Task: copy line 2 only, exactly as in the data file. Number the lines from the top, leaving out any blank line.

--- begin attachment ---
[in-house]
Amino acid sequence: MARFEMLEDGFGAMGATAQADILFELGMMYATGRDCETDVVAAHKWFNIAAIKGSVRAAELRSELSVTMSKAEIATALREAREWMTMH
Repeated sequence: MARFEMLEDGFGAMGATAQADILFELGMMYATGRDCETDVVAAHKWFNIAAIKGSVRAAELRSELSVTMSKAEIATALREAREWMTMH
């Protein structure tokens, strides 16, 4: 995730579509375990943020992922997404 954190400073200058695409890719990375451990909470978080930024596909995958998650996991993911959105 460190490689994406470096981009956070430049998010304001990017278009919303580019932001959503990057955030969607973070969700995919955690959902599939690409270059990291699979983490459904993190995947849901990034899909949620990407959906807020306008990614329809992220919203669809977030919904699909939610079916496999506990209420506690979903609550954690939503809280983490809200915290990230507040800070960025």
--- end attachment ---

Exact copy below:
Amino acid sequence: MARFEMLEDGFGAMGATAQADILFELGMMYATGRDCETDVVAAHKWFNIAAIKGSVRAAELRSELSVTMSKAEIATALREAREWMTMH